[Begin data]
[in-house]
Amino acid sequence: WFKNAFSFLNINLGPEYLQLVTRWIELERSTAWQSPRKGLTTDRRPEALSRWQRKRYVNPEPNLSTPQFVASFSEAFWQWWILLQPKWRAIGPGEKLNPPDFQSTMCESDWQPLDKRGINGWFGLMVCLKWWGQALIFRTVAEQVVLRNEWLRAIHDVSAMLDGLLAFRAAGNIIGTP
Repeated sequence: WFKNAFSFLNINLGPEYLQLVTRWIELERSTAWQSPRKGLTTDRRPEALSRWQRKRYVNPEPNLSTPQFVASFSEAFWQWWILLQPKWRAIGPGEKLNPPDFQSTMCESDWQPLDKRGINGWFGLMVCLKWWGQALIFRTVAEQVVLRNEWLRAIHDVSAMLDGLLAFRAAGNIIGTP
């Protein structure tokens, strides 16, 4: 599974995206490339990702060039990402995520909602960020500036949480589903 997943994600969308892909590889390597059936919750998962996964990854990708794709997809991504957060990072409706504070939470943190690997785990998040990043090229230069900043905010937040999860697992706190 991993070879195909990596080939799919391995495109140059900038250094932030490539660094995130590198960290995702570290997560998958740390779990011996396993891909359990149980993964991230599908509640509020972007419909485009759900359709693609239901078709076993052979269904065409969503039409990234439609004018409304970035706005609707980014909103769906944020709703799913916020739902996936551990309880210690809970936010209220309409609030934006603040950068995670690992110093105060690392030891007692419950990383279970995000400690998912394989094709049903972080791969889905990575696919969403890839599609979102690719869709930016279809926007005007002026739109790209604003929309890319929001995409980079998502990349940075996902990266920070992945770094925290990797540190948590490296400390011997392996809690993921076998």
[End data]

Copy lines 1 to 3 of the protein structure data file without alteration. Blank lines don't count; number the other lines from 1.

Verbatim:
[in-house]
Amino acid sequence: WFKNAFSFLNINLGPEYLQLVTRWIELERSTAWQSPRKGLTTDRRPEALSRWQRKRYVNPEPNLSTPQFVASFSEAFWQWWILLQPKWRAIGPGEKLNPPDFQSTMCESDWQPLDKRGINGWFGLMVCLKWWGQALIFRTVAEQVVLRNEWLRAIHDVSAMLDGLLAFRAAGNIIGTP
Repeated sequence: WFKNAFSFLNINLGPEYLQLVTRWIELERSTAWQSPRKGLTTDRRPEALSRWQRKRYVNPEPNLSTPQFVASFSEAFWQWWILLQPKWRAIGPGEKLNPPDFQSTMCESDWQPLDKRGINGWFGLMVCLKWWGQALIFRTVAEQVVLRNEWLRAIHDVSAMLDGLLAFRAAGNIIGTP